Noel Rappin Writes Here

Tag: elmer

Another Refactoring Story: ActiveRecord Lists

I’ve now tried to write this post like three times, and one thing that’s clear to me again is why you don’t see more write-ups of even moderately complicated real-ish problems. It’s hard to get enough of the context across to make the code sensible without being overwhelming. But there’s a Rails and ActiveRecord structure that this example gets to that I think is useful, so I’m going to try again.

More Ruby Magic

Hey, if you like this post, you might like my recent books: “Modern Front-End Development for Rails” (Ebook) (Amazon) and “Modern CSS With Tailwind” (Ebook) (Amazon). If you’ve read and enjoyed either book, I would greatly appreciate your help by giving a rating on Amazon. Thanks! When last I talked about the Elmer project tracker, I was talking about Ruby magic and singing the praises of StringInquirer. I was expecting some pushback on the Ruby Magic™, but didn’t get any, so I threatened to do something really weird, like implementing an API for getting project history with something metaprogrammy and dynamic, like project.

Refactoring, Part Two: In Defense of Magic

A quick program note: If you like this newsletter, you might like my recent books: “Modern Front-End Development for Rails” (Ebook) (Amazon) and “Modern CSS With Tailwind” (Ebook) (Amazon). If you’ve already read and enjoyed either book, I would greatly appreciate your help by giving a rating on Amazon. Thanks! In my last post, I refactored the status field for cards in my project tracker to a more object-oriented representation that used value objects and classes to replace conditionals throughout the code.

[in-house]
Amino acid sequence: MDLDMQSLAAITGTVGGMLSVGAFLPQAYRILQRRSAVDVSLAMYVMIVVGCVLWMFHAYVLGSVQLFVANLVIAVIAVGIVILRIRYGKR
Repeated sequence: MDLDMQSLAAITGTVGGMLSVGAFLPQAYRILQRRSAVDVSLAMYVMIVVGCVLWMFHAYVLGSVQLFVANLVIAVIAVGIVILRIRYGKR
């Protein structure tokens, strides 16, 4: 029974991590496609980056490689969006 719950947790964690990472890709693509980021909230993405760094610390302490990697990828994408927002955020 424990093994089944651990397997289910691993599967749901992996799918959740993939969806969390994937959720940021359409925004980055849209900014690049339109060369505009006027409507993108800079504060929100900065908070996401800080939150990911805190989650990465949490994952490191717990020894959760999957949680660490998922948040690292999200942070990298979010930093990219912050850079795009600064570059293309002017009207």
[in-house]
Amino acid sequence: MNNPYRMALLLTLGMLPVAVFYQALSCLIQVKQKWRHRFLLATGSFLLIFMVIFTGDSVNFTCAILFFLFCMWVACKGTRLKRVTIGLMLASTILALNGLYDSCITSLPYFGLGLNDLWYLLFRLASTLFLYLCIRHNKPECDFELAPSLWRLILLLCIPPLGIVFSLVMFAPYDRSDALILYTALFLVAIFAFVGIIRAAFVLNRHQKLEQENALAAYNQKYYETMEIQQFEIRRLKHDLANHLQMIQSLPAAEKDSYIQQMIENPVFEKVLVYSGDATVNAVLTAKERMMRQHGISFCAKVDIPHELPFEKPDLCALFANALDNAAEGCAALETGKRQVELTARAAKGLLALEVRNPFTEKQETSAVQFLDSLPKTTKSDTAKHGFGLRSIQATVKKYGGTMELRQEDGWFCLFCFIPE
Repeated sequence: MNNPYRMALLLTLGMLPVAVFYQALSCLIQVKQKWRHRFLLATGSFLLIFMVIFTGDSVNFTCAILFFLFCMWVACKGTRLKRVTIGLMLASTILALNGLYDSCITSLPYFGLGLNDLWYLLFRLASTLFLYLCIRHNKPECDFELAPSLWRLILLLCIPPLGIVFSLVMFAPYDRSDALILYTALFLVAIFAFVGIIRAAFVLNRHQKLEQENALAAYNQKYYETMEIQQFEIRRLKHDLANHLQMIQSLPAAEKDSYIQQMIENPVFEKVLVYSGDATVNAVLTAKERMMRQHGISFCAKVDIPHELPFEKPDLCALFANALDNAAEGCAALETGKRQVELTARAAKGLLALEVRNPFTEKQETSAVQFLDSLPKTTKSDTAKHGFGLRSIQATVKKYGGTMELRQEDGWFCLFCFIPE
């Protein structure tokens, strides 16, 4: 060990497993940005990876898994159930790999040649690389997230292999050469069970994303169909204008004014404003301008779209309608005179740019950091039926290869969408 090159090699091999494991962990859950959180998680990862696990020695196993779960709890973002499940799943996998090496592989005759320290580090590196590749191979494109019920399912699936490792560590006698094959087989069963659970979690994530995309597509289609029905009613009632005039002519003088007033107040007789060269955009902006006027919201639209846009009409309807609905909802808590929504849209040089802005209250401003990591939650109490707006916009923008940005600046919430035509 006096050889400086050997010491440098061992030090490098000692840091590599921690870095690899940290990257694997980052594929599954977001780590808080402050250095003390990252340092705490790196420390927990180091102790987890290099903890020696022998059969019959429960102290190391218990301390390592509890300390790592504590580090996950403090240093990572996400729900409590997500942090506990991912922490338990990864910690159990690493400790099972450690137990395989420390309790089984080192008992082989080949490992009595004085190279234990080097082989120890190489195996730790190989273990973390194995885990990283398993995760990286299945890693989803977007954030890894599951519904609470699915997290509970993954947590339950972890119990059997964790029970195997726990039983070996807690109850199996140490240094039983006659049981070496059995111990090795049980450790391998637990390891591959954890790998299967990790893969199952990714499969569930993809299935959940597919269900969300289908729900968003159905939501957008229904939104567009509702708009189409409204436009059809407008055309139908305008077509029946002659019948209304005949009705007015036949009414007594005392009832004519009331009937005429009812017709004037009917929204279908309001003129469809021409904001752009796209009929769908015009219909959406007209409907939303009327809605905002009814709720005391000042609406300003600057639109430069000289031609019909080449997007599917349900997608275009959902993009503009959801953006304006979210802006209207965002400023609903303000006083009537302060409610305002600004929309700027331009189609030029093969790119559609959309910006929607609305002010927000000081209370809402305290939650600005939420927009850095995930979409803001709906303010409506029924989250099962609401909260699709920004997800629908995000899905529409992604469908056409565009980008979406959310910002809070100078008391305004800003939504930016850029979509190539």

An Object-Oriented Example

If you’ve been reading this newsletter for a while, you’ve may have noticed there are two patterns I talk about all the time: We’re doing something because everybody does it but we don’t know why. We’re doing something, but we don’t really believe in it so we’re doing it halfway and not getting any benefit. Object-Oriented Design often hits both those patterns – teams use OO languages for various reasons without thinking about what OO can do for them, and then teams don’t use OO design or programming tools in a way that can help them achieve their goals.

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